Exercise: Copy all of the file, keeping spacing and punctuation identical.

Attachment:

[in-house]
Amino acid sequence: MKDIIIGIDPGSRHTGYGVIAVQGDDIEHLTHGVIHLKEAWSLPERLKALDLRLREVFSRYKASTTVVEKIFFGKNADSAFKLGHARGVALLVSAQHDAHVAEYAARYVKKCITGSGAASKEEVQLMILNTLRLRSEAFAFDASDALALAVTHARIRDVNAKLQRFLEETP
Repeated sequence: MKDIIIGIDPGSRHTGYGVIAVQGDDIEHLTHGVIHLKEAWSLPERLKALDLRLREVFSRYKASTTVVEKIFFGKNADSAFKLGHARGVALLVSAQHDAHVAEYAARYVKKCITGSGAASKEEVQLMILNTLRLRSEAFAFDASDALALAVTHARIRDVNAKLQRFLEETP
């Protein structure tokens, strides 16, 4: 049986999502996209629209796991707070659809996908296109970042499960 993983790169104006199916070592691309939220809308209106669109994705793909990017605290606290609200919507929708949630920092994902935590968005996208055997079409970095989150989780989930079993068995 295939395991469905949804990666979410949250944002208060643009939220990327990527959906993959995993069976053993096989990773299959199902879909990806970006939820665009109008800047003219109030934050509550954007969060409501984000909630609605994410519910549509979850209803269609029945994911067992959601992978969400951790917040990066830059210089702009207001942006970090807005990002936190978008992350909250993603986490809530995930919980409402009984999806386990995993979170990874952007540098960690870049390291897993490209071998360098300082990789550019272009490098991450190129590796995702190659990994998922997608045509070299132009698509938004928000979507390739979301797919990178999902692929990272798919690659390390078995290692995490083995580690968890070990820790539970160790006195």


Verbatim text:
[in-house]
Amino acid sequence: MKDIIIGIDPGSRHTGYGVIAVQGDDIEHLTHGVIHLKEAWSLPERLKALDLRLREVFSRYKASTTVVEKIFFGKNADSAFKLGHARGVALLVSAQHDAHVAEYAARYVKKCITGSGAASKEEVQLMILNTLRLRSEAFAFDASDALALAVTHARIRDVNAKLQRFLEETP
Repeated sequence: MKDIIIGIDPGSRHTGYGVIAVQGDDIEHLTHGVIHLKEAWSLPERLKALDLRLREVFSRYKASTTVVEKIFFGKNADSAFKLGHARGVALLVSAQHDAHVAEYAARYVKKCITGSGAASKEEVQLMILNTLRLRSEAFAFDASDALALAVTHARIRDVNAKLQRFLEETP
């Protein structure tokens, strides 16, 4: 049986999502996209629209796991707070659809996908296109970042499960 993983790169104006199916070592691309939220809308209106669109994705793909990017605290606290609200919507929708949630920092994902935590968005996208055997079409970095989150989780989930079993068995 295939395991469905949804990666979410949250944002208060643009939220990327990527959906993959995993069976053993096989990773299959199902879909990806970006939820665009109008800047003219109030934050509550954007969060409501984000909630609605994410519910549509979850209803269609029945994911067992959601992978969400951790917040990066830059210089702009207001942006970090807005990002936190978008992350909250993603986490809530995930919980409402009984999806386990995993979170990874952007540098960690870049390291897993490209071998360098300082990789550019272009490098991450190129590796995702190659990994998922997608045509070299132009698509938004928000979507390739979301797919990178999902692929990272798919690659390390078995290692995490083995580690968890070990820790539970160790006195």